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Concern That Listed Upriver Chinook Lingering In Lower River Curtails ‘Select Area’ Fishing
Posted on Friday, April 22, 2011 (PST)

A higher-than-anticipated early commercial catch of upriver spring chinook in Columbia River estuary “select areas” forced Oregon and Washington officials to rescind six fishing periods that had been scheduled this week and next.

 

The upriver spring chinook are bound for hatcheries and tributary spawning grounds above the Columbia’s Bonneville Dam in Idaho, Oregon and Washington. Some, however, on their journey inevitably wander through the off-channel select areas, where terminal fisheries are intended to harvest hatchery produced chinook that are returning to the sites where they received final rearing in net pens.

 

The fisheries are designed to allow the harvest of hatchery fish in areas where there will be little incidental take of upriver fish, which include wild upper Columbia and Snake river spring chinook stocks that are protected under the Endangered Species Act.

 

In a preseason allocation of allowable upriver impacts between sport and commercial fisheries, the select areas’ share penciled out to be 208 fish. But in the openers of the spring season April 17-19 in Youngs Bay, Deep River and Blind Slough/Knappa Slough gill-netters caught 100 upriver fish among a total haul of 1,150 spring chinook.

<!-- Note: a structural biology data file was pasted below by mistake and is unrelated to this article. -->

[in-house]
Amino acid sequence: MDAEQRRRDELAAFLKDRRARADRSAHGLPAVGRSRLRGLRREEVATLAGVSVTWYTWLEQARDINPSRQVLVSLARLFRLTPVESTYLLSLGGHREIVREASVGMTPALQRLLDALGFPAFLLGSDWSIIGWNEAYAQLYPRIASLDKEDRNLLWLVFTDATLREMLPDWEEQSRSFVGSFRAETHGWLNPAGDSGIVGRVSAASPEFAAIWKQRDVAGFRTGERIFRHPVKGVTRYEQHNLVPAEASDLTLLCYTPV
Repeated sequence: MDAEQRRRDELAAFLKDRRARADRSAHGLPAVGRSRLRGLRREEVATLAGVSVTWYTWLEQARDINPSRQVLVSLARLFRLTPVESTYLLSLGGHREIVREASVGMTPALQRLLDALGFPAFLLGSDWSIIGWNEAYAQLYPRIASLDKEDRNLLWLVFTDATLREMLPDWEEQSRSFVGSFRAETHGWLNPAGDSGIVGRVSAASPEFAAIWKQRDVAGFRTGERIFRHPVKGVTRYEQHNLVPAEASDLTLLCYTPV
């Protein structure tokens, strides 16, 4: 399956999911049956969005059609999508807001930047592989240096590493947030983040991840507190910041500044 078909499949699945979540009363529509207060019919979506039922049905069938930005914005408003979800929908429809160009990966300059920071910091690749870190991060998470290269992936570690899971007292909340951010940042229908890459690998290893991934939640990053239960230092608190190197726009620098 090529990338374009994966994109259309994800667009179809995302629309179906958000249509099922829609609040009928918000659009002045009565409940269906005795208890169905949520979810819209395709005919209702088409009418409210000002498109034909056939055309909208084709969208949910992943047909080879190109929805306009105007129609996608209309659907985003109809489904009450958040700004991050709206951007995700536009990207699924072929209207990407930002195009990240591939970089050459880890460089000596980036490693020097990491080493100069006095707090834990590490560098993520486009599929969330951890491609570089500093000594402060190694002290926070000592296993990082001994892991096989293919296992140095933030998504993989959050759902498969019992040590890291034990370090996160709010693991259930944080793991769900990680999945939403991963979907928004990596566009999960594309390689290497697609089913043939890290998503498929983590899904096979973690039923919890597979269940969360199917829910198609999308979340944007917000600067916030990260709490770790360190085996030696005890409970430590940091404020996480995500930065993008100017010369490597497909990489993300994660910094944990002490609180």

After the haul early this week the 2011 select area harvest included a total of 108 upriver springers (eight were caught during the winter season) with 57 fisheries of from six hours to four days still scheduled at the various sites between Thursday (April 21) and June 10.

 

So the Columbia River Compact on Wednesday decided to rescind two fishing periods each in Youngs Bay and Blind Slough/Knappa Slough and one each in Deep River and Tongue Point/South Channel that had been scheduled late this week and early next week. The decision by Guy Norman and Steve Williams leaves one opener next week at each of the select areas. Norman and Williams represent, respectively, the directors of the Oregon and Washington departments of fish and wildlife on the Compact, which sets commercial fisheries on the mainstem Columbia where it makes up the border of the states.

 

The idea is to allow more of the upriver fish that might be roaming into the select areas to resume their journey. ODFW and WDFW staff theorize that a delaying spring chinook run upriver, combined with what has been a high, turbid river , may have led to an unusually high number of the upriver fish being present in the select areas.

 

“Based on past performance of the fisheries, the allowable upriver spring chinook cap of 208 fish is projected to be exceeded without modification of the currently adopted seasons,” according to the April 20 joint state fact sheet.

 

“It is expected that abundance of upriver spring chinook will decline by the end of next week and into early May, allowing the fisheries to resume as originally adopted.”

 

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